Muni Money Funds Have Revival After $100 Billion in Outflows
(Bloomberg) -- If 2017 was the year the municipal money market funds stopped bleeding assets, 2018 is the year they’ve started growing again.
Tax-exempt money market fund assets have increased by almost $7 billion since the beginning of the year, seven times as much as all of last year, according to Investment Company Institute data.
“With rates rising there’s just been a better bid for floating rate products," said Matt Fabian, a partner at Municipal Market Analytics. “It’s a reasonable place for investors to park cash."
Yields on municipal securities that reset weekly rose to 1.71 percent at the end of December, the highest since October 2008, after the Federal Reserve raised interest rates for the third time in 2017.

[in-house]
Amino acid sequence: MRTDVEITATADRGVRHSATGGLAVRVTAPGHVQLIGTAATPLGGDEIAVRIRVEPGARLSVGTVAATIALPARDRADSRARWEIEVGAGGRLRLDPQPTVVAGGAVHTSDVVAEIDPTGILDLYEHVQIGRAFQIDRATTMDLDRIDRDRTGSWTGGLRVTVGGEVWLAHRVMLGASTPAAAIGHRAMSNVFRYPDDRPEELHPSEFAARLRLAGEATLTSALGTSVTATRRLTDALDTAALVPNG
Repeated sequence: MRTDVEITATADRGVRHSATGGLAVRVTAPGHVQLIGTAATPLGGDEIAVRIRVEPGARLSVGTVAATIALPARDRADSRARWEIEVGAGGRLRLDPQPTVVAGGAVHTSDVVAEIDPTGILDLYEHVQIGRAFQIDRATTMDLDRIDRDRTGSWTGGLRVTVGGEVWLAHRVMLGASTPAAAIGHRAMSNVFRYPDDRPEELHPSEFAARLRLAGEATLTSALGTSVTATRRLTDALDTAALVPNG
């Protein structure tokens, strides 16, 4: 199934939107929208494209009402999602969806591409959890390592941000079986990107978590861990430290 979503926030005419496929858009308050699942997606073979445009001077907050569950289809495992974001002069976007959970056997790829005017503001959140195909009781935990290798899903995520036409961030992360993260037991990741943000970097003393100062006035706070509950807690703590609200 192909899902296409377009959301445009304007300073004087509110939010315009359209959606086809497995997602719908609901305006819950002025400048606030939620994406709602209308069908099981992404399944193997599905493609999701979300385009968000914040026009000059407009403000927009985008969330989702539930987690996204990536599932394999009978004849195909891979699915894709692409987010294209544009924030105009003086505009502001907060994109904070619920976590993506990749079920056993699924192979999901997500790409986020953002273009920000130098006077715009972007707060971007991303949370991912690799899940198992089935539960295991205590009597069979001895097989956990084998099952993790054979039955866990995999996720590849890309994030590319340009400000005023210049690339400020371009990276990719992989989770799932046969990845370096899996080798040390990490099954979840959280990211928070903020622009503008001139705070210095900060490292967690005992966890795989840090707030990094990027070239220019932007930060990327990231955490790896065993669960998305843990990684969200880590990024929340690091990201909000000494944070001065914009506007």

Since then, yields have dropped to 0.98 percent, a sign of customer demand, Fabian said.
Tax-exempt money market funds are growing again after tepid growth in 2017 and the hemorrhaging of more than $100 billion in the first 10 months of 2016, a reaction to U.S. Securities and Exchange Commission rules aimed at reducing the risk of runs on the pools.
The rules required municipal money market funds to adopt floating net-asset values and imposed liquidity fees and redemption suspensions under certain conditions.
“You had the double whammy of zero yields and regulatory changes," said Peter Crane, president of Westborough, Massachusetts-based Crane Data LLC
Municipal money market fund assets have grown to $138.1 billion as of Feb. 7 from $131.2 billion on Dec. 27, ICI said.
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